Fireworks . . . and the Pogues“You remember when the ship went downYou left me on the deckThe captain’s corpse jumped upAnd threw his arms around my neckFor all these years I’ve had him on my backThis debt cannot be paid with all your jack”–The Pogues, Turkish Song of the Damned“Fuck you, Wade!” Mira cried [...]
You left me on the deck
The captain’s corpse jumped up
And threw his arms around my neck
For all these years I’ve had him on my back
This debt cannot be paid with all your jack”
–The Pogues, Turkish Song of the Damned
“Fuck you, Wade!” Mira cried as she ran out of the room.
I just stood there.
I thought that I had a good idea.
I thought wrong.
My idea: To make in up to Britain to see the Pogues on what could be their last ever tour a few days before Christmas.
The Pogues with Shane McGowan, that is. This is special. I am in Western Europe. The Pogues are the only music group in the world that I would ever think about going out of my way for. This may sound frivolous and perhaps a touch adolescent, but I really love the music that this bands plays, and have always wanted to stand before them as they belt it out.
I have dreamed into and out of these songs for many years. The Pogues have been with me on all of my travels: I have sang their songs while climbing mountains, recited their lyrics while walking into horizons, and when I wake in the morning, it is to the tune of penny whistles and Shane McGowan’s gruff voice. These songs form some rough background template to my life. Everybody has a soundtrack, a drum beat if you will, a poem to walk with.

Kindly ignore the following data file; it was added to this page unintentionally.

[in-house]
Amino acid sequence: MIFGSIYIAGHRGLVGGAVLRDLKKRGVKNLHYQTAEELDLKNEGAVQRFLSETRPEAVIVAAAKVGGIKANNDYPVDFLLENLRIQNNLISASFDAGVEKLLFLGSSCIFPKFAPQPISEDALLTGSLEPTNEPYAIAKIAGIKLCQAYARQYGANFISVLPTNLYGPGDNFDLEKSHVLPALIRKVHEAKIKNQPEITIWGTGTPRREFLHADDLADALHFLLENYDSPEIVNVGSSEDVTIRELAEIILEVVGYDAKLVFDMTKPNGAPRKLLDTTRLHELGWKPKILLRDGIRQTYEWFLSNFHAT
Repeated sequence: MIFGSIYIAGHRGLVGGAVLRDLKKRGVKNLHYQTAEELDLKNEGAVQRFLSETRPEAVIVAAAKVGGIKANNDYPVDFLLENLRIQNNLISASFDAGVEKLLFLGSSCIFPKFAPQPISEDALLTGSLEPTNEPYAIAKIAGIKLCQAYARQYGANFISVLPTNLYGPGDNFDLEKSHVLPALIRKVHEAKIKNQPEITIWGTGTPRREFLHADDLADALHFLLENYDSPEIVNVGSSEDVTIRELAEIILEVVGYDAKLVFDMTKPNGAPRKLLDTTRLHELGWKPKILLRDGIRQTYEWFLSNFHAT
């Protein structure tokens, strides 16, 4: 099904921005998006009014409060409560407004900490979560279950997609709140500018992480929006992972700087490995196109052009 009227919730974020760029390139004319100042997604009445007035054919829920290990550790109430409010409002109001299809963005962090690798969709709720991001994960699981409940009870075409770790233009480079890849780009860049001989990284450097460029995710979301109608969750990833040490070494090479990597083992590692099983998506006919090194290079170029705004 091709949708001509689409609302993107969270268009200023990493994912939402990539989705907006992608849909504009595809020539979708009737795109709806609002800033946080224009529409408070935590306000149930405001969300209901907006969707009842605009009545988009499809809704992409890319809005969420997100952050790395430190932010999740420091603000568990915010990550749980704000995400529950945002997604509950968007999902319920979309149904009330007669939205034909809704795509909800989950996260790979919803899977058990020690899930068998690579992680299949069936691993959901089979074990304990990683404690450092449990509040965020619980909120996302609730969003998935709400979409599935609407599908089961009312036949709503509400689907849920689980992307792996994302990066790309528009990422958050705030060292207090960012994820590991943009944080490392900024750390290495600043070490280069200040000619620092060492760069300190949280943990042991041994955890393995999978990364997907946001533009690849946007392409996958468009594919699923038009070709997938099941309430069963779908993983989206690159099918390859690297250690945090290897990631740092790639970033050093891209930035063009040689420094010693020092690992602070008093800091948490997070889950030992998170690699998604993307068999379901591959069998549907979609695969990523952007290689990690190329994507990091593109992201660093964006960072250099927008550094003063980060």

In a faraway place
The sun fell cold upon my face
The cracks in the ceiling spelt hell
Turned to the wall
Pulled the sheets around my head
Tried to sleep, and dream my way
Back to you again”
Nothing other than traveller poetry set to music! I say this with all out exuberance.
To see the Pogues before they die is one of my few goals. As silly as it may sound, I have dreamed of this. And this could very well be my last chance to see them perform.
They are old, decaying, and, literally, dying. McGowan has been on death watch for many years. I want to stand before them, just once, to experience the music that keeps my feet a wandering.
This actually means something to me.
So I email Ubertramp to see if he wants to go.
Mira returns to the room: “You are so damn erratic, it is really hard to be with you. I never know where you are going!”
That makes two of us.
But she has a point. I come up with ideas and expect her to love them as much as I do. I fail to take into account that she has her own plans, wants, and ambitions. It is difficult to travel with a lover: as love is about selflessness, and travel is routed in selfishness.
It is a grand drama of mutually exclusive forces pushing and pulling their way across continents and into oblivion. Oftentimes both lovers concurrently feel pulled by the other into places that do not match the rhythm of either’s footsteps. This route seems hard, and makes you feel as if traveling and living would be far easier on your own.
And it probably would be.
But the trick, the beauty of traveling with a lover is coming out of the other side of this disharmony, and finding that you have, in fact, been walking hand in hand the entire time. That the pushing and pulling and conflict of desires is not merely rumble on the path, but is the path itself.
This is love.
Well so could anyone
You took my dreams from me
When I first found you
I kept them with me babe
I put them with my own
Can’t make it all alone
I’ve built my dreams around you”
Wade from VagabondJourney.com
Vila Nova de Milfontes, Portugal
November 10, 2007